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Wednesday, February 22, 2017
Living wage diary - week 1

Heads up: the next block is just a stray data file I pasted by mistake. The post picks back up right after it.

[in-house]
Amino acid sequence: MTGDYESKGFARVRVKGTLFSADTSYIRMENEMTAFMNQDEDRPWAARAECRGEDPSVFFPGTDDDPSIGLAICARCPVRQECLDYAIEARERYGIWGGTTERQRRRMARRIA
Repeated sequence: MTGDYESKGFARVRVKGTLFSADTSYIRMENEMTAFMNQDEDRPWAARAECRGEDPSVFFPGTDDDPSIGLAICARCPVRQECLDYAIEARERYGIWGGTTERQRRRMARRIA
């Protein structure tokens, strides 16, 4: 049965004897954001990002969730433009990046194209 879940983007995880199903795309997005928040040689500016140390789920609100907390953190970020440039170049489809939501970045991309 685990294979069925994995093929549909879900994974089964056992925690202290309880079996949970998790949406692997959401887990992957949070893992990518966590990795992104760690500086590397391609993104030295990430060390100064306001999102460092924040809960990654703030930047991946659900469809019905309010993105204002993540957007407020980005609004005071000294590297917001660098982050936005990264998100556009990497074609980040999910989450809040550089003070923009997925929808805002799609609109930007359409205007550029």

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¬†Former Universe columnist Paul Donovan, has become one of sixty people across the country to agree to take on the Church Action on Poverty action to live on the £4.10 an hour minimum wage for Lent. For Paul this will effectively mean that his disposable income to spend on food, clothes, leisure activities and travel amounts to some £66 a week. Paul's life on the minimum wage began on Ash Wednesday and the following account covers the first five days. He will be updating us each week on how life is going. He writes: "The most notable thing about trying to live on the minimum wage is how quickly you start calculating every little expense. Whereas usually I would not take a great deal of notice of what I was spending, just so long as there was more coming in through the door than going out, living on the minimum wage means watching and measuring everything. And it is amazing just where the money goes. "Simply to meet someone say in Central London for a couple of drinks is likely to see little change out of £10. So I can already see from the first few days of the Lent action that socialising is going to have to be strictly rationed over the next six weeks. "In the first couple of days I was doing some shift work in south London which meant paying out £4.40 in tube fares. By taking my own made up sandwiches, I managed to save on lunch and keep the costs down to £10 for each day. Though on the second day the budget took a bit of a bash when I bought a couple of drinks for people. "On Friday night I did go out for a pre-arranged frugal Indian meal with a friend. This event provided one of the early dilemmas of living on the minimum wage, namely tipping waiters. Trying to keep the cost down to the minimum could mean not leaving a tip but is that not somewhat uncharitable given that the person serving the tables is probably on the minimum wage themselves. I left a tip and cut out breakfast the next day. "I had been due to go out on Saturday night but my friend was ill so I ended up staying at home. In the event this was fortunate given that had I gone out the budget for the first week would no doubt have been completely blown with still three days to go. From the first few days of living on the minimum wage I can see how difficult it is going to be - I could be down to bread and water before it is over."
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